Tech Tips: Wireless charging, phone cases & hard drives |

Tech Tips: Wireless charging, phone cases & hard drives

I’d like to take advantage of wireless charging with my phone, but I use a case. Do I need to take the case off in order to wirelessly charge the phone?

We love wireless charging. Yes, we’ll have to agree that complaining about the requirement to plug in a cable to charge our smart phones is clearly a “first-world problem,” but it certainly is nice to simply plop the phone onto a wireless charging base and have it juice up without having even use two hands!

As with VCR tapes (you do remember these, right?) and the multiple formats (Betamax vs VHS) and one the one clear winner, there are/were multiple wireless charging standards.

Charging bases for one standard won’t work unless your phone also supports that standard. Luckily, one standard quickly became the de facto standard, aided with the release of the iPhone 8 and iPhone X, which use the same standard, named Qi (pronounced “Chee”).

At this point, a huge majority of phones that support wireless charging use this standard, and Qi wireless charging bases have become quite inexpensive.

So, back to the question: Do you need to remove your phone’s case to charge your phone wirelessly? The answer is, as always, “It depends.”

Most cases should be fine, and shouldn’t block the phone’s charging. The thicker the case, the further from the coils your phone sits, and the slower it will charge.

If you’re rocking a super-protective thick case, you may find that you are unable to charge the phone with the rhino shell in place. Ken uses a super-thin case with his iPhone 8, and there’s no problem charging with that case intact.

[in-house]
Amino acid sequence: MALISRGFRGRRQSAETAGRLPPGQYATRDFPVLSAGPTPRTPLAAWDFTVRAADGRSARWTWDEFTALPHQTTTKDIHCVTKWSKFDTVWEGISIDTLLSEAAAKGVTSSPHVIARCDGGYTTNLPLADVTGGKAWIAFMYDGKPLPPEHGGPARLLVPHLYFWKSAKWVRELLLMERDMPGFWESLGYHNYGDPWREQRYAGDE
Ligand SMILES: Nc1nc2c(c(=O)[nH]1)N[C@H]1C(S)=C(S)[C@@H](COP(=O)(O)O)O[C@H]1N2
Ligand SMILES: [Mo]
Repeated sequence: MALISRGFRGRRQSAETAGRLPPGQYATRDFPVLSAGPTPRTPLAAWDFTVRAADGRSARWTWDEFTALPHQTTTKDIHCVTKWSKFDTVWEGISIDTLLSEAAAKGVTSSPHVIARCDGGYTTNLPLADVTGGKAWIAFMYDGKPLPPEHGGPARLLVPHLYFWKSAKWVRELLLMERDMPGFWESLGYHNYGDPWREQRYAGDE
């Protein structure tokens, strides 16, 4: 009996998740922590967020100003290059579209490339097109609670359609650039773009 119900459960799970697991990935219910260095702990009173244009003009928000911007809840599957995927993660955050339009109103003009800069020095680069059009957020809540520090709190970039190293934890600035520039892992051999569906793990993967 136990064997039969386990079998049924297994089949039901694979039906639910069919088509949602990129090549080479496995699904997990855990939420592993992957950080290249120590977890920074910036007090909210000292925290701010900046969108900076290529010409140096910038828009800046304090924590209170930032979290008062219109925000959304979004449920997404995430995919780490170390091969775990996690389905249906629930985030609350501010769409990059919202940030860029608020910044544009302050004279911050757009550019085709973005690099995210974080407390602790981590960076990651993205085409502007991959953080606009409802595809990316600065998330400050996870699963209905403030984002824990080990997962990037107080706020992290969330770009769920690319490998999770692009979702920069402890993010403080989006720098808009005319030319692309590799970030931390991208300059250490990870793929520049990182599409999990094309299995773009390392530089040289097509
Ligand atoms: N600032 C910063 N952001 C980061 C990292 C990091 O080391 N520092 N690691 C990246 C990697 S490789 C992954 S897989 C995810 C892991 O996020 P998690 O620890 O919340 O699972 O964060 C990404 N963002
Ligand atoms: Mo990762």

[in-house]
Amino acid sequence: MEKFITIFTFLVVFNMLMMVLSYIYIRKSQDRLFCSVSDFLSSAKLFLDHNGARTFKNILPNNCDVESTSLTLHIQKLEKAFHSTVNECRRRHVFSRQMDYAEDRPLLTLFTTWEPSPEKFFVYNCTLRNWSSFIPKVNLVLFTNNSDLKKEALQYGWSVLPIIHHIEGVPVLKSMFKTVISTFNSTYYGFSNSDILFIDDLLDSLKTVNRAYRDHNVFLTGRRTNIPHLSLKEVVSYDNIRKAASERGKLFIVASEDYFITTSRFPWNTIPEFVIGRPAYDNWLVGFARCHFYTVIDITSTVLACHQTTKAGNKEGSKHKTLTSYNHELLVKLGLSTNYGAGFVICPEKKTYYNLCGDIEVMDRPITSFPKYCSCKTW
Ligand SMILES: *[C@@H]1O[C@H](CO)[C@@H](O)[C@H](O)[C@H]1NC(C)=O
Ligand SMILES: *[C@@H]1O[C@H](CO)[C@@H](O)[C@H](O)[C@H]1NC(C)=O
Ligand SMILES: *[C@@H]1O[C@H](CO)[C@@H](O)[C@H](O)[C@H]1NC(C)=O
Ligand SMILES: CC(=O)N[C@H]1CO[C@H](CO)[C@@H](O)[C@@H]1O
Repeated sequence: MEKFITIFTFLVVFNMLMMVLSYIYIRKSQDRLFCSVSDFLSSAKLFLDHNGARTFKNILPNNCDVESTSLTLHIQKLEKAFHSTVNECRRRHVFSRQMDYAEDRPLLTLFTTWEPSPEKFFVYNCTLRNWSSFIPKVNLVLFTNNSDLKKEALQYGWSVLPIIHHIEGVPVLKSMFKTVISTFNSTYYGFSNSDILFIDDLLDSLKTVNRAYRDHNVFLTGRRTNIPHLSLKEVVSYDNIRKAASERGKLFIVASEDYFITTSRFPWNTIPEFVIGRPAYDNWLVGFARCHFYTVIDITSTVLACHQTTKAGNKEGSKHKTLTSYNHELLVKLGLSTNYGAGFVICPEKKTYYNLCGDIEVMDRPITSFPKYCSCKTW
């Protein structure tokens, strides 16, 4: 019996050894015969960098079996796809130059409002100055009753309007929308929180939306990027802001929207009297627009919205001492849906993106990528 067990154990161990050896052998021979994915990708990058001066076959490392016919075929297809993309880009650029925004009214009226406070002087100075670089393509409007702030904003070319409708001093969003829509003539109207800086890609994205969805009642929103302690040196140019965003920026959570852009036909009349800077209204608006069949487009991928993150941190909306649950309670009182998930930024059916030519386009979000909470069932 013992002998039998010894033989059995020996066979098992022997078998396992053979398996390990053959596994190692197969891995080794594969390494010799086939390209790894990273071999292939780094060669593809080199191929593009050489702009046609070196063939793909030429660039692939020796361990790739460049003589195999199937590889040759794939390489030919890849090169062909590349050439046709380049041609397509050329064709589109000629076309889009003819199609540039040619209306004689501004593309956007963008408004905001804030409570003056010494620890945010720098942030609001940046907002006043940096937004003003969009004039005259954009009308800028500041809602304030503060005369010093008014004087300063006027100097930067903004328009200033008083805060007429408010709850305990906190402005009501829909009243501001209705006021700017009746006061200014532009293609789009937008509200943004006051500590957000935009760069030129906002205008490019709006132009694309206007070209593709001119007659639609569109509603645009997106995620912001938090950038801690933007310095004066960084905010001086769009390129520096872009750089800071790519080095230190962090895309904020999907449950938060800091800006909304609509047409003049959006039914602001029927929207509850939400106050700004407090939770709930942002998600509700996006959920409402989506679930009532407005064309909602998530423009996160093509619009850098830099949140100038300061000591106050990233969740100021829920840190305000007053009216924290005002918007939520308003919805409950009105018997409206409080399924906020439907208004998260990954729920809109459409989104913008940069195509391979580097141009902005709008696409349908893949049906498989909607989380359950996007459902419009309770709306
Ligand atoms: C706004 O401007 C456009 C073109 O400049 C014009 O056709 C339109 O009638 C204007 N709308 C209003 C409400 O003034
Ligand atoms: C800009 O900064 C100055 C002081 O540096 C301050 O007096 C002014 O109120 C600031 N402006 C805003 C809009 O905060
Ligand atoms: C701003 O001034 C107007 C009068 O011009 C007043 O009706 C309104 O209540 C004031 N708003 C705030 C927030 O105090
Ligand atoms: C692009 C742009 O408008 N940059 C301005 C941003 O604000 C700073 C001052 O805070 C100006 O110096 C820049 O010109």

Another issue to consider is that wireless charging can’t work through metal, hence the change in phones to use glass backs rather than metal.

If you have a metal case, you will need to remove the case before charging. If you have a magnetic car mount that inserts a metal plate inside the case, that, too, will affect the charging capability.

In summary: Wireless charging, good. Metal cases, bad. Otherwise, you should be fine unless your phone case allows your phone to survive a fall from a tall building.

How much free hard drive space?

My computer has been running really, really slowly. Could this be related to the fact that I have a ton of videos, music, and photo files, and my hard drive is nearly full? I wonder if I removed some of those files, the computer would run better?

Most of the time, when people ask if their computer is running slow because they have too much stuff on their hard drive, we tend to chuckle.

We do that, as you might guess, because we’re somewhat condescendingly thinking that the questioner has confused too little RAM (Random Access Memory), which could, and often does, cause computers to run slowly, with a lack of space in permanent storage (the hard drive), which generally doesn’t cause the computer to slow down.

Definitely add more memory to your computer if you can, and if you have less than 8GB.

On the other hand, having a lot of stuff on your hard drive isn’t generally a cause for alarm.

We say “generally,” because there comes a point at which an overloaded hard drive can cause trouble. Your computer needs free hard drive space for swapping things in and out of memory, for general house-keeping, and for the constant maintenance that the operating system performs.

In general, the rule of thumb is that you should have at least 15 percent of your hard drive space empty. In general terms, then, for a 500GB hard drive, you would want around 75GB to be free space, and use up to 425GB.

This isn’t a hard and fast rule, but it can’t hurt. If you fill your hard drive so that very little space is free, the computer won’t be harmed, but you may find that performance suffers.

Clear off some of the excess stuff (you don’t need it!) to ensure that your computer runs as well as possible.

Doug Behl and Ken Getz spent years answering technical questions in private, and are minimizing the questions by pre-emptively publishing the answers. Hear Doug and Ken’s tech tips on KNCO radio weekdays at around 8:21 a.m. and 5:38 p.m.; find full write-ups including links to the products they mention at Submit your own technical questions to

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